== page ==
Cardiac rehabilitation delivers proven benefits for patients with heart failure and those recovering from heart attacks, as well as procedures ranging from valve replacements to heart transplants. Yet in metropolitan Denver, cardiac rehabilitation centers are closing their doors rather than opening them. Kelker was rebuffed from one program entirely and put on a two-month waiting list in another. Then, he got wind of the new Steadman Hawkins program. He was there on the program’s very first day.
Cardiac rehab specialists determine the participant’s heart function and then monitor it over 36 sessions (that’s what insurance typically covers). Each lasts 90 minutes, two to three times a week, and focuses on moderate exertion. How “moderate” plays out in practice will depend on each patient’s baseline capabilities, health status, estimated VO2 max, resting heart rate, estimated maximum heart rate, and other factors.
In Kelker’s case, that’s a heart rate of between about 105 and 120 beats per minute once he gets warmed up, Knetzger says. As the heart gets stronger, those heart rates will deliver more blood to the body, and that manifests in improved METS, a key cardiac rehab metric.
METS stands for metabolic equivalents. One MET is the energy it takes to sit quietly in a chair. Two METS is twice that, and so on. A study looking at the METS of various activities pegged cooking at 2.5 METS, playing basketball at 11.1 METS, and rowing fast at 19.1 METS. On his first day in cardiac rehab on Oct. 11, Kelker managed 3.6 METS – roughly the output of someone who is weeding, bowling, or fishing.
On his 25th visit two months later, that same moderate effort yields 7.9 METS, which could have him backpacking uphill with a 44-pound pack. That’s a roughly 120% improvement in heart function.
Building confidence at cardiac rehab center in Denver
Kelker has moved to a stationary bike. His heart rate is 134 beats per minute. A drop of sweat collects at the end of his nose.
Knetzger notes this. “What are your watts at?” she asks, referring to another measurement of energy output, this one displayed on the bike.
“Ninety-six to 103,” Kelker pants. “I’m maybe getting a little carried away.”
“Yeah, you are getting a little carried away, aren’t you,” Knetzger says.
“I’ve been scolded by Joanne,” Kelker admits. He eases up.
Joanne is Joanne Deacon, the UCHealth registered nurse who leads the cardiac rehab center’s four class sessions every Monday, Wednesday, and Thursday. She happens to be standing next to Knetzger. She explains that the team is fine with participants pushing it a bit, but they need to let the staff know because adaptations from exercise reduce the heart rate required for a given amount of power over time – and unsafe rhythms can also happen with these patients. (There’s always a cardiologist on call during cardiac rehab sessions.)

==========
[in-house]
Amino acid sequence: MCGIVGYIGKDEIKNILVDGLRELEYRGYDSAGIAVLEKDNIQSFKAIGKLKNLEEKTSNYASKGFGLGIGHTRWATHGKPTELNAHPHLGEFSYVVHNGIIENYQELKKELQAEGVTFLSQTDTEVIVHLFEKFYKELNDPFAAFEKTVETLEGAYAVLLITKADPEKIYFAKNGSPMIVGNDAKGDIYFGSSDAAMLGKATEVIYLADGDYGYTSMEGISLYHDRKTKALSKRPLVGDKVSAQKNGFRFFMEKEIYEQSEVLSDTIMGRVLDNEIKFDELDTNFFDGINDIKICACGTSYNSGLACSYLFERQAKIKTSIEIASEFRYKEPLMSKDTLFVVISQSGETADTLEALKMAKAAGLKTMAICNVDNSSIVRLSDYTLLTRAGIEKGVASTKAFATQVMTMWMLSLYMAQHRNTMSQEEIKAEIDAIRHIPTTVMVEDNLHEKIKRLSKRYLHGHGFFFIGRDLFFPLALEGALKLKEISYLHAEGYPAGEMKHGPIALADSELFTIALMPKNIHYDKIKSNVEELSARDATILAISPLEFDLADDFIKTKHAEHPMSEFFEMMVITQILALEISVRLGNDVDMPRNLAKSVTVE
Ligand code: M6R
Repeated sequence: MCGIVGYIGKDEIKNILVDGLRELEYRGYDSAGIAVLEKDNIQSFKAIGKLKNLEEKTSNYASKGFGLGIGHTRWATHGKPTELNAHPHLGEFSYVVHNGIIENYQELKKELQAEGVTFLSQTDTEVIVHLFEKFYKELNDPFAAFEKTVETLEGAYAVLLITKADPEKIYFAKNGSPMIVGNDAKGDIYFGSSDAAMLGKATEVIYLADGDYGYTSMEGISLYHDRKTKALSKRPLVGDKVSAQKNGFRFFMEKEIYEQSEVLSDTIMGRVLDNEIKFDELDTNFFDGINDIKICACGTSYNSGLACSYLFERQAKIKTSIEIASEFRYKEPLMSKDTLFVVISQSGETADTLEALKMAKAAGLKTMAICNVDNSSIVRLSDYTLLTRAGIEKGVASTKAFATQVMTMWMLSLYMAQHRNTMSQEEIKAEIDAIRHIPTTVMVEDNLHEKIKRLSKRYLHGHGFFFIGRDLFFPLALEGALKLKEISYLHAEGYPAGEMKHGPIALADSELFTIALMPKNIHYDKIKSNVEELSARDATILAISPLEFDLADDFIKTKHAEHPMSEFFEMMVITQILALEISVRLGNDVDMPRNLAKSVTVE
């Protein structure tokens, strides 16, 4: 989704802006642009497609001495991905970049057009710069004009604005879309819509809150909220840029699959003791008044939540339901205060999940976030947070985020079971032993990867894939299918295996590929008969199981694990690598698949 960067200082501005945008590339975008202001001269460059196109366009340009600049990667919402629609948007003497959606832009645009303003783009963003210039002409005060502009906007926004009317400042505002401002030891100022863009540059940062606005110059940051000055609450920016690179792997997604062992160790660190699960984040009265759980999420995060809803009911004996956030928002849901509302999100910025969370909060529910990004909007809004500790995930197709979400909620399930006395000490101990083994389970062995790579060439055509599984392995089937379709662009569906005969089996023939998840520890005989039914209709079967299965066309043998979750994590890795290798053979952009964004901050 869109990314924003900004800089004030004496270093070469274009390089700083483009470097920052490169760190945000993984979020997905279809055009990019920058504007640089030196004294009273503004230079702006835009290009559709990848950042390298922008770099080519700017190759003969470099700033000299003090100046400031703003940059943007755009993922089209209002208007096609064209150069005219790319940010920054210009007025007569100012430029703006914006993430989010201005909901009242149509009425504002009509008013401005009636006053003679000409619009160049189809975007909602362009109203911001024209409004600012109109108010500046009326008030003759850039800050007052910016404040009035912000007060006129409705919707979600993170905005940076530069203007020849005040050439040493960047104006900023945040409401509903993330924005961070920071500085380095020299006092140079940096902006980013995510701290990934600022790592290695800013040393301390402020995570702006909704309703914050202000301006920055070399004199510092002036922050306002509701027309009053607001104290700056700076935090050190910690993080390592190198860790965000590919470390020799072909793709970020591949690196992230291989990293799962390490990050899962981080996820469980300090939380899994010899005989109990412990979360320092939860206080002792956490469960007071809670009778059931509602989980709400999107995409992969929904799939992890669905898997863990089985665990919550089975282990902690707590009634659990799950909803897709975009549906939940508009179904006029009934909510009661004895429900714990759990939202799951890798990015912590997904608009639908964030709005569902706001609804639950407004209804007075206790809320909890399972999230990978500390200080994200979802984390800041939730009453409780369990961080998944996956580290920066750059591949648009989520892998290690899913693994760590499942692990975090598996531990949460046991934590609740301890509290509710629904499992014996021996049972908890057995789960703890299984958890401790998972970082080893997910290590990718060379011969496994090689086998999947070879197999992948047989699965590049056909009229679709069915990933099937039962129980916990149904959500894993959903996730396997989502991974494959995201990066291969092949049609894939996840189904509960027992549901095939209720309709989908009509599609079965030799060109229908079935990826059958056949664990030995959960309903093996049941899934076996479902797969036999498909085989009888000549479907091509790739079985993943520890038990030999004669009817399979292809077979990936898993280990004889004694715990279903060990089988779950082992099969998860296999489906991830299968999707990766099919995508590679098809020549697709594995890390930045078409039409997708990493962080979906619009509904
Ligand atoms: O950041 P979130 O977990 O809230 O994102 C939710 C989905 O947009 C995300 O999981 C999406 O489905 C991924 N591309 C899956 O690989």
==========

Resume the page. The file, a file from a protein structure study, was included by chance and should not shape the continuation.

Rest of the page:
Kelker’s motivation is more than boosting his longevity for his sake and that of his wife Jeanne, son Jesse, and daughter Sydney, and for granddaughters Penelope, 3, and Lucy, 1. He wants to be as healthy as he can for as long as he can and knows that exercise is medicine.
He’s also doing a once-weekly physical therapy session with Steadman Hawkins physical therapist Matthew Lopez. Lopez emphasizes leg, core, and shoulder strength, as well as improving balance. Kelker is working out on his own based on what he has learned in cardiac rehab. While patients can self-pay and continue with a maintenance class after the 36th session – Kelker says he plans on doing so – the aim is to provide patients with a sense of how to best exercise for heart health so they can continue on their own in the years ahead.
“What this is all about for me is confidence – the confidence to know what to do, how long, and how hard,” Kelker says.
Despite his cardiologist’s assurances that the odds of another heart attack are low – and lower yet given the work Kelker is putting in – Kelker says he occasionally does feel anxiety about the possibility of another heart attack. But he soon subdues it.
“I keep telling myself, ‘That’s why I’m doing this,’” Kelker says.